mckinleybungalow.com

THE AUDO RESIDENCES, Copenhagen, Denmark

Audo Residences
The Studio Suite offers glimpses of the building’s original wooden beams and a view onto the courtyard.

A showroom and boutique hotel in Copenhagen’s North Harbour, The Audo Residence is part of The Audo, a hybrid space conceived by Bjarne Hansen, founder and former CEO of Danish design shop MENU. It houses a concept store, eateries, meeting spaces and offices in a once disused merchant house.

Designed by Norm Architects and decorated with fixtures and furnishings from MENU and its brand partners, the 10 hotel rooms and suites each have their own distinct look. With a palette inspired by the Nordic landscape, the Penthouse is light and serene with a high, open-vaulted ceiling.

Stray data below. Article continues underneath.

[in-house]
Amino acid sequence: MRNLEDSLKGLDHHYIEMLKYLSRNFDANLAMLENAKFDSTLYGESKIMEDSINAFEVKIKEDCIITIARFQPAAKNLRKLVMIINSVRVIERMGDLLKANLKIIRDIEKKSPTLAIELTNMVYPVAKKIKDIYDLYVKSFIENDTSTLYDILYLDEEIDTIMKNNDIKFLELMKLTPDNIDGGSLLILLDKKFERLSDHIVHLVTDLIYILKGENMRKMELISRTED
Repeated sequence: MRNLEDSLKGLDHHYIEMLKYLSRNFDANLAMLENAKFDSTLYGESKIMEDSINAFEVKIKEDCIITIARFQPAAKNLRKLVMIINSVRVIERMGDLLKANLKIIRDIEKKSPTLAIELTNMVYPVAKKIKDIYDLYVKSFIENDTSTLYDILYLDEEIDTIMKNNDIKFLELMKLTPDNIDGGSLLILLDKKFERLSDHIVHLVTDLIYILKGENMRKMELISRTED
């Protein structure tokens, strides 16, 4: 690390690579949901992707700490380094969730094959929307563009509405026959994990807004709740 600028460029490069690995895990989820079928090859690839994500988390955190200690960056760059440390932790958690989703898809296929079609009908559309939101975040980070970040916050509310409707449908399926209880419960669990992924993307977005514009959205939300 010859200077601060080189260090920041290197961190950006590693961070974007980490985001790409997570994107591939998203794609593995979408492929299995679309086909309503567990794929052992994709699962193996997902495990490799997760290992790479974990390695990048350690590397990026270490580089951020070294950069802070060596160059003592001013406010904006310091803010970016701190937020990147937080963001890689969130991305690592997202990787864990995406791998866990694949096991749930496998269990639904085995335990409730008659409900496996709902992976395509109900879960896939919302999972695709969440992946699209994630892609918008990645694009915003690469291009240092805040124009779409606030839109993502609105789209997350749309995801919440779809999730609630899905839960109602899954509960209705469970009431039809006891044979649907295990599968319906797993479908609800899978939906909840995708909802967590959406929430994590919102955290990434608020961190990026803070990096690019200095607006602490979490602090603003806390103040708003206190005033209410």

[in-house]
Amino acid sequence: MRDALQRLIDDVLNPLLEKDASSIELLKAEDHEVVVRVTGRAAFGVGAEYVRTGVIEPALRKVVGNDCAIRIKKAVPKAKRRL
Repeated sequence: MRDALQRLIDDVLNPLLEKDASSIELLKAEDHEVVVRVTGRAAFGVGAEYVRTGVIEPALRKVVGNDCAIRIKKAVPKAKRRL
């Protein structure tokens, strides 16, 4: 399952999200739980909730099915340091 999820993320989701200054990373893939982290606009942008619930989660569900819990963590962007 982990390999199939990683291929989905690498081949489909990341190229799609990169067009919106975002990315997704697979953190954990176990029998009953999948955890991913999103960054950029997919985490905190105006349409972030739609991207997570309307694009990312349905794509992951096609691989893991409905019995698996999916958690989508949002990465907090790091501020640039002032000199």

The Studio Suite is warm and inviting with its curated wellness products, artworks and
living accessories. All rooms feature soft, oak floorboards from Dinesen, along with deluxe double beds from DUX fitted with organic linens by Aiayu.

Audo Residences
Besides bespoke furniture and art, brands such as Tekla, DUX, Aiayu and Dinesen feature in The Penthouse.

“One of the things that distinguishes The Audo from many other places is that you can go in and experience products before you want to buy them,” says Hansen. “You can purchase everything that you see, from floor to ceiling to furniture. We have 20 brands using The Audo as their showroom.”

But the rooms won’t stay the same for too long because Hansen and his team constantly refurbish and redo the interiors—as is done with furniture and retail showrooms—so guests can look forward to a
different experience on their next visit.

“We will always make new partnerships, refurbish, and redo things, so [The Audo Residences] lives and continually has new things to offer,” says Hansen.

theaudo.com/pages/residence

(Related: New hotels around the world for some travel inspiration)